Results for 'epistemic luck'

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Bibliography: Epistemic Luck in Epistemology
  1.  6
    Zwischen Fallibilismus und Hochmut.J. Winfried Lücke - 2022 - Philosophisches Jahrbuch 129 (1):70-88.
    In this paper I reconstruct Hegel’s famous critique of irony by drawing on present-day vice epistemology. I argue that the categories of contemporary theories of epistemic vices are sufficient to classify a type of irony as a vicious stance. Yet they fail to grasp the property in virtue of which irony deserves criticism. I show that, for Hegel, this feature is intellectual pride. In the remainder of the paper, I specify the axiological, metaphysical, and epistemological background assumptions which guide (...)
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  2.  37
    The value and pitfalls of speculation about science and technology in bioethics: the case of cognitive enhancement.Eric Racine, Tristana Martin Rubio, Jennifer Chandler, Cynthia Forlini & Jayne Lucke - 2014 - Medicine, Health Care and Philosophy 17 (3):325-337.
    In the debate on the ethics of the non-medical use of pharmaceuticals for cognitive performance enhancement in healthy individuals there is a clear division between those who view “cognitive enhancement” as ethically unproblematic and those who see such practices as fraught with ethical problems. Yet another, more subtle issue, relates to the relevance and quality of the contribution of scholarly bioethics to this debate. More specifically, how have various forms of speculation, anticipatory ethics, and methods to predict scientific trends and (...)
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  3. Epistemic Luck.Duncan Pritchard - 2005 - Oxford, GB: Oxford University Press UK.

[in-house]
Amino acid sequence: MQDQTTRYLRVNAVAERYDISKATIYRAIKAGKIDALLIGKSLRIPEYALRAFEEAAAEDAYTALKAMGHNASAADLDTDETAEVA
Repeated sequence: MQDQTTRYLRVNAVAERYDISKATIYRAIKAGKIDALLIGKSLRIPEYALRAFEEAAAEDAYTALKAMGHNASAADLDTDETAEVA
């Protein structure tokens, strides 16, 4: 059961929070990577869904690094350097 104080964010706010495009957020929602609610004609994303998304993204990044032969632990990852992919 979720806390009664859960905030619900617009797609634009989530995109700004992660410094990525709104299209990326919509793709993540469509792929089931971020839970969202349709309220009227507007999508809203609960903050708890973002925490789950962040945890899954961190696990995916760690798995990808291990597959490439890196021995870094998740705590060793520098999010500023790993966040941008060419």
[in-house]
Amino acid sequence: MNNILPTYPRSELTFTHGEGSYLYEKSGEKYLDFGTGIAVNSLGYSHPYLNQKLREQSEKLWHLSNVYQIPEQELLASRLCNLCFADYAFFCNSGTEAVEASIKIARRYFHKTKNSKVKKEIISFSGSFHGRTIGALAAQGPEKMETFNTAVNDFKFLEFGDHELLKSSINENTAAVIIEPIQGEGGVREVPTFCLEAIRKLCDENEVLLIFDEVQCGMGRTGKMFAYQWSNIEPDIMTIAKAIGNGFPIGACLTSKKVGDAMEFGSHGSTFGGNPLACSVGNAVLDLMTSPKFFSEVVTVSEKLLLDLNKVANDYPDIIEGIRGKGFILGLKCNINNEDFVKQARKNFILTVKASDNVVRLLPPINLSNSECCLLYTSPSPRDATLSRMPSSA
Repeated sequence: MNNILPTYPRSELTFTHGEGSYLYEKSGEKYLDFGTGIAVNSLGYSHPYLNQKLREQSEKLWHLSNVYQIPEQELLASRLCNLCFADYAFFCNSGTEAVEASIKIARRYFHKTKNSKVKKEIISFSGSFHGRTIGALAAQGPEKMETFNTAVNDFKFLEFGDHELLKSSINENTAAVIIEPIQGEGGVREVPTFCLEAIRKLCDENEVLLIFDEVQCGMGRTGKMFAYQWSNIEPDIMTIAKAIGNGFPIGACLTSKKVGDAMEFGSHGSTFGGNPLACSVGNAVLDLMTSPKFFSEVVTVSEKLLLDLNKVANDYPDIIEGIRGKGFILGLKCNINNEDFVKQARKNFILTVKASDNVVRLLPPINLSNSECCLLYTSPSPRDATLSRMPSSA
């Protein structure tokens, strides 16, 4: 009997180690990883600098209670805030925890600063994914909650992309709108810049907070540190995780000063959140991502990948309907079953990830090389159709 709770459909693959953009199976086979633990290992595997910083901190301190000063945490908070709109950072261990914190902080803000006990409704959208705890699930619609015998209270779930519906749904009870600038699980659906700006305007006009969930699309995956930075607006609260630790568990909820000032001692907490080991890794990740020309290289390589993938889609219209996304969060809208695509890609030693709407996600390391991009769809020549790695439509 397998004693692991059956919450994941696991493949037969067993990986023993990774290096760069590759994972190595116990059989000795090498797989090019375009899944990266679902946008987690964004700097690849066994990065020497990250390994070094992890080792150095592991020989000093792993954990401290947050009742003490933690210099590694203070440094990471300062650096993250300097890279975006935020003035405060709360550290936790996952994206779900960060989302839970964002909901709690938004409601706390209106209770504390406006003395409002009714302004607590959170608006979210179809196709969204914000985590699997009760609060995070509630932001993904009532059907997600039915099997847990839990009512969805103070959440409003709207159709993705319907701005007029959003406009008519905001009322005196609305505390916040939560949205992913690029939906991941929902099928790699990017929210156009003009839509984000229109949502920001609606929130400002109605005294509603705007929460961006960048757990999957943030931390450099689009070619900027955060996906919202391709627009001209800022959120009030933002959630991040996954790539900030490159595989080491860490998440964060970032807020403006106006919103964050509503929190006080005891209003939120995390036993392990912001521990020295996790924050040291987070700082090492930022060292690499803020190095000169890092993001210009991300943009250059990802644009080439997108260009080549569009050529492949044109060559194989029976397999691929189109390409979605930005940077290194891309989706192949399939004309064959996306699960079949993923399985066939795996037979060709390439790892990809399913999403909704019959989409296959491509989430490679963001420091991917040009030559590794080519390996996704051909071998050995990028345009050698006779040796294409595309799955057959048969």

One of the key supposed 'platitudes' of contemporary epistemology is the claim that knowledge excludes luck. One can see the attraction of such a claim, in that knowledge is something that one can take credit for - it is an achievement of sorts - and yet luck undermines genuine achievement. The problem, however, is that luck seems to be an all-pervasive feature of our epistemic enterprises, which tempts us to think that either scepticism is true and (...)
  4. Epistemic Luck.Mylan Engel Jr - 2011 - Internet Encyclopedia of Philosophy:1-41.
    Epistemic luck is a generic notion used to describe any of a number of ways in which it can be accidental, coincidental, or fortuitous that a person has a true belief. For example, one can form a true belief as a result of a lucky guess, as when one believes through guesswork that “C” is the right answer to a multiple-choice question and one’s belief just happens to be correct. One can form a true belief via wishful thinking; (...)
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  5. Epistemic luck and the generality problem.Kelly Becker - 2008 - Philosophical Studies 139 (3):353 - 366.
    Epistemic luck has been the focus of much discussion recently. Perhaps the most general knowledge-precluding type is veritic luck, where a belief is true but might easily have been false. Veritic luck has two sources, and so eliminating it requires two distinct conditions for a theory of knowledge. I argue that, when one sets out those conditions properly, a solution to the generality problem for reliabilism emerges.
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  6. Epistemic luck and logical necessities: armchair luck revisited.Guido Melchior - 2017 - In Smiljana Gartner Bojan Borstner (ed.), Thought Experiments between Nature and Society. A Festschrift for Nenad Miščević. Cambridge: Cambridge Scholars Publishing. pp. 137-150.
    Modal knowledge accounts like sensitivity or safety face a problem when it comes to knowing propositions that are necessarily true because the modal condition is always fulfilled no matter how random the belief forming method is. Pritchard models the anti-luck condition for knowledge in terms of the modal principle safety. Thus, his anti-luck epistemology faces the same problem when it comes to logical necessities. Any belief in a proposition that is necessarily true fulfills the anti-luck condition and, (...)
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  7. Epistemic Luck and Knowledge.Michael J. Shaffer - 2022 - Acta Analytica 37 (1):1-6.
    This is an editorial introduction to a special issue of Acta Analytica on epistemic luck.